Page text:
The Waistcoat Pocket Map of London ([London] Paris: Dower, ca.1865): 2 7/16 x 2 inches (6.2 x 5 cm)
The Waistcoat Pocket Map of London has an unassuming exterior, with cloth boards covered by a faded green paper label. The cover spells out both the contents of the work and their proposed utility: “Shewing all the Railways and Stations, Public Buildings, Streets, and with Reference to all the Chief Objects of Interest. Divided into half mile Squares to calculate Cab Fares.” Upon opening the cover, linen pages unfold to display a hand colored rectangular map of the city, measuring about 20 x 12 inches (51 x 32 cm) The words “The Visitor’s Map of London” are emblazoned across the top twice: in the middle and in a box in the right corner.
The unfolded map offers an impressively detailed birds’ eye view of the city of London. The map labels each individual street and names many key buildings, representing their size and shape as seen from above. A grid structure divides the city into half mile squares, while letters distinguish general regions of the city: “W” for “West,” “NW” for “North West,” “CW” for “Center West.” A key at the bottom of the map lists the locations on the map’s grid of 173 unique sites in London, with railway termini listed in a separate section and with the “International Exhibition” highlighted in a larger font size. The map uses color to highlight select locales; railway termini are highlighted in red, parks and the Thames in slightly different shades of blue, and major thoroughfares in yellow. The unfolded map remains affixed to the cardboard covers of the book. While this attachment secures the map in its case, it also makes the book’s cover stubbornly present for the reader, blocking one square of the map and destabilizing the map by creating a comparatively heavy weight on the left side.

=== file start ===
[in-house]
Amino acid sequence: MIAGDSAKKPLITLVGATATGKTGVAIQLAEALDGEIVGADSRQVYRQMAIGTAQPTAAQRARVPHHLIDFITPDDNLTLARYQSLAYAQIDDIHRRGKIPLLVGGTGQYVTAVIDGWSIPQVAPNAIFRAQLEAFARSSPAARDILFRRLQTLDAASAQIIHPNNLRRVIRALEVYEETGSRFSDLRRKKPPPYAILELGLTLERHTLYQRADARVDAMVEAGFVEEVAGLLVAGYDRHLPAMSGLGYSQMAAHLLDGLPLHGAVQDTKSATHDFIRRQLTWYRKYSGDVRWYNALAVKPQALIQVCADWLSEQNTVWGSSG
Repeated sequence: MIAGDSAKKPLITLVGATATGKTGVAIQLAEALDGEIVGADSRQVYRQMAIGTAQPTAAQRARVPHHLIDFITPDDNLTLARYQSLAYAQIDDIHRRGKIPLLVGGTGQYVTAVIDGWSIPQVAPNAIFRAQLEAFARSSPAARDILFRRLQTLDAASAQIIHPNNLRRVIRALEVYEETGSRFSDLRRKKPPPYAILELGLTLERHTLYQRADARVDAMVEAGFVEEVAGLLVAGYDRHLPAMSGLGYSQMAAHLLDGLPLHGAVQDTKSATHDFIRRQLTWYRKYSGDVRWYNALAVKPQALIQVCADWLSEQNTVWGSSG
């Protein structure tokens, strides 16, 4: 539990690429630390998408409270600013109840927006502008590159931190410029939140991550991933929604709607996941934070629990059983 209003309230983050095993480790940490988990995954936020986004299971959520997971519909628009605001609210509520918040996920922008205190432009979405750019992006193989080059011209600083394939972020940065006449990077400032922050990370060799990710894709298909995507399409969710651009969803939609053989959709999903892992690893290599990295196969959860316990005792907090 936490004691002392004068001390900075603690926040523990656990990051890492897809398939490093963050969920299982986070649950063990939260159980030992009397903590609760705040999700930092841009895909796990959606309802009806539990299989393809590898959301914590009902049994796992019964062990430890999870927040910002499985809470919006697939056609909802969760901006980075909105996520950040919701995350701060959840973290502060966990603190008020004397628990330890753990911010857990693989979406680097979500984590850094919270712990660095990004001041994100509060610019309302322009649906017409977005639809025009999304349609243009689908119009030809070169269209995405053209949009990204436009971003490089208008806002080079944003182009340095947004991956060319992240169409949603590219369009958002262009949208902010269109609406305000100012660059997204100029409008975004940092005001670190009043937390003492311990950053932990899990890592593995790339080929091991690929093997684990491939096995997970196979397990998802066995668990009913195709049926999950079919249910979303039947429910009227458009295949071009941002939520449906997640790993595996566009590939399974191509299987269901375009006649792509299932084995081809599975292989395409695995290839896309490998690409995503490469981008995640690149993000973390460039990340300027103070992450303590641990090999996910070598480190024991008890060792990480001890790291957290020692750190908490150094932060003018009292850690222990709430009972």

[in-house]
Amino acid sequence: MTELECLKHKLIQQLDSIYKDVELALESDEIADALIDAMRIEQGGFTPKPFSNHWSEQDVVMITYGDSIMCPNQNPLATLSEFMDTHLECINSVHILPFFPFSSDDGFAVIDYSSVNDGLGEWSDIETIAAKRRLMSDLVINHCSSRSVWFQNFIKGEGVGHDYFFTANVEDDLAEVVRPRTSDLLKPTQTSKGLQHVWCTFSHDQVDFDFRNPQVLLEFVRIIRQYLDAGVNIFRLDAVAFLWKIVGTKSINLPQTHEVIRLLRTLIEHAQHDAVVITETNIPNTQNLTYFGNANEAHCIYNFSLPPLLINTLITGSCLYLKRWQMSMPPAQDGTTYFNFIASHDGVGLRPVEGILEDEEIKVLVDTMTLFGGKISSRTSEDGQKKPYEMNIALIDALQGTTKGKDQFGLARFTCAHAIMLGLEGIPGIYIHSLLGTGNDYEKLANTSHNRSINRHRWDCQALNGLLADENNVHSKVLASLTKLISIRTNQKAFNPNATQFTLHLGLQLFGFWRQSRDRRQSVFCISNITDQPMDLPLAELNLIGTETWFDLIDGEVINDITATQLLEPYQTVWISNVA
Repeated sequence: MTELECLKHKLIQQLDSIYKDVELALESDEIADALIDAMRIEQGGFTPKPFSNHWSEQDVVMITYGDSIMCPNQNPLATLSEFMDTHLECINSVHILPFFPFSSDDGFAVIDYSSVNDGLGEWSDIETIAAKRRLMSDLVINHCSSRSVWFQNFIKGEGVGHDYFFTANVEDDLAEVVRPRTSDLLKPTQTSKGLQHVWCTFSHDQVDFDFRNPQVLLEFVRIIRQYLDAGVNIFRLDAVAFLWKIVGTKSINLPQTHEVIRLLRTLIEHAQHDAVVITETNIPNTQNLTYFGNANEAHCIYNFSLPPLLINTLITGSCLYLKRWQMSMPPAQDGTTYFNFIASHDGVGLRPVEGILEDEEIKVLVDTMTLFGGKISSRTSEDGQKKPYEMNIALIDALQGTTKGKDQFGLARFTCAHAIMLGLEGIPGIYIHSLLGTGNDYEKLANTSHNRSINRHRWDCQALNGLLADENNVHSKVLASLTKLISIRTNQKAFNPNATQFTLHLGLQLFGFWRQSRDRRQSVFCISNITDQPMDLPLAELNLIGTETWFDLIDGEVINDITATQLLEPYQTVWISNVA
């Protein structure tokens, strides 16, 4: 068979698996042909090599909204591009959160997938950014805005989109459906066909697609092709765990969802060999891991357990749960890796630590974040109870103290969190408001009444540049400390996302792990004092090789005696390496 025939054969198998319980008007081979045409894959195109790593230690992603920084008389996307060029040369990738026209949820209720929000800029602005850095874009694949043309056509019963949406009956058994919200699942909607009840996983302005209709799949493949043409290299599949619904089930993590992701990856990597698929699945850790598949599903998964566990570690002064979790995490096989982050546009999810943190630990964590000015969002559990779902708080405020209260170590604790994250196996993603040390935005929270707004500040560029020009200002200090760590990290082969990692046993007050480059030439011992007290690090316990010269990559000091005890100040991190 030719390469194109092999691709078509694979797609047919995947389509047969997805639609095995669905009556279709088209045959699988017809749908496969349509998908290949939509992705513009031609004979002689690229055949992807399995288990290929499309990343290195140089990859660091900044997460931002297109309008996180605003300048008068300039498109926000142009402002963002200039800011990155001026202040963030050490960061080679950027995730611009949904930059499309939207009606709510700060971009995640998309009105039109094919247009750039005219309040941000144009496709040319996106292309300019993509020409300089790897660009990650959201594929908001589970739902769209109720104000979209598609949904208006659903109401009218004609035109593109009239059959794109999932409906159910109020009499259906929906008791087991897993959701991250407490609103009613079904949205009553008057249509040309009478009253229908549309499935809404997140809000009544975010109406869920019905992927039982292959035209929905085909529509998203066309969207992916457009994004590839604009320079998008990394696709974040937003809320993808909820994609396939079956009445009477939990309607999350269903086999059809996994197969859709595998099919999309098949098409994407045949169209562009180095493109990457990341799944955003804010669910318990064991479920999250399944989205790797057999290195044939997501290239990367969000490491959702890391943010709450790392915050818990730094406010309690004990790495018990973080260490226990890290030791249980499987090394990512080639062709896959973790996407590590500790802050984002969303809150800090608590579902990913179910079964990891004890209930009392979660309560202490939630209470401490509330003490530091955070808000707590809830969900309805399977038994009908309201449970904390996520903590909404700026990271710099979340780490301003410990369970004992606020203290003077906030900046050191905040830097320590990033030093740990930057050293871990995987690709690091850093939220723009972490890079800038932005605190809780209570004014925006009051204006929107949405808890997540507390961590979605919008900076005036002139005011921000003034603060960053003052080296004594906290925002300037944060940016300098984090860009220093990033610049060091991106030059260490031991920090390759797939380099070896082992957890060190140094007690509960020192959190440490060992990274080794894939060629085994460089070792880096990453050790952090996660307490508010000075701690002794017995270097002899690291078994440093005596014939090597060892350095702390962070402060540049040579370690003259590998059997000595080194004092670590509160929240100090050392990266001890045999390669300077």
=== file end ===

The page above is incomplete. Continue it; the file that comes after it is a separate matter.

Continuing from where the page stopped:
Pocket maps like this one were popular during the nineteenth century as a response to the burgeoning urban landscape of London. In 1838, the publisher Edward Mogg urged visitors to London to provide themselves with pocket maps, noting,
To avoid the inconvenience of taxing his friend to an attendance upon him in his peregrinations, it is indispensable that [the visitor to London] provide himself with a plan of London . . . like the clue of Ariadne, they will conduct him through the labyrinth, and, occasionally consulted, will enable him, unattended, to thread with ease the mazes of this vast metropolis. 
Mogg’s classical analogy serves to underline three essential ideas about London: first, that the city of London was a maze that could be navigated only with a guide, second, that without a map, London may pose dangers like the Minotaur’s labyrinth, and third, that a pocket guide, like a ball of thread, would guide the visitor easily even as its size permitted it to be concealed from public view.
The idea of a pocket map is, of course, familiar to us today; travelers continued to rely upon these maps until they were recently displaced by smartphones. The Waistcoat Pocket Map of London differs from such contemporary examples in its effort to make the map conform to the shape of a miniature book. In placing a map, already a miniature representation of the city, within a miniature book, the format serves to underline the idea that the city itself has been condensed into a portable form. For a Victorian audience that understood the miniature book as a form of condensed knowledge, the printing of a map as a miniature book presented the map as a private source of knowledge about the city that, much like Ariadne’s thread, offered the “reader” a talismanic guide to the city.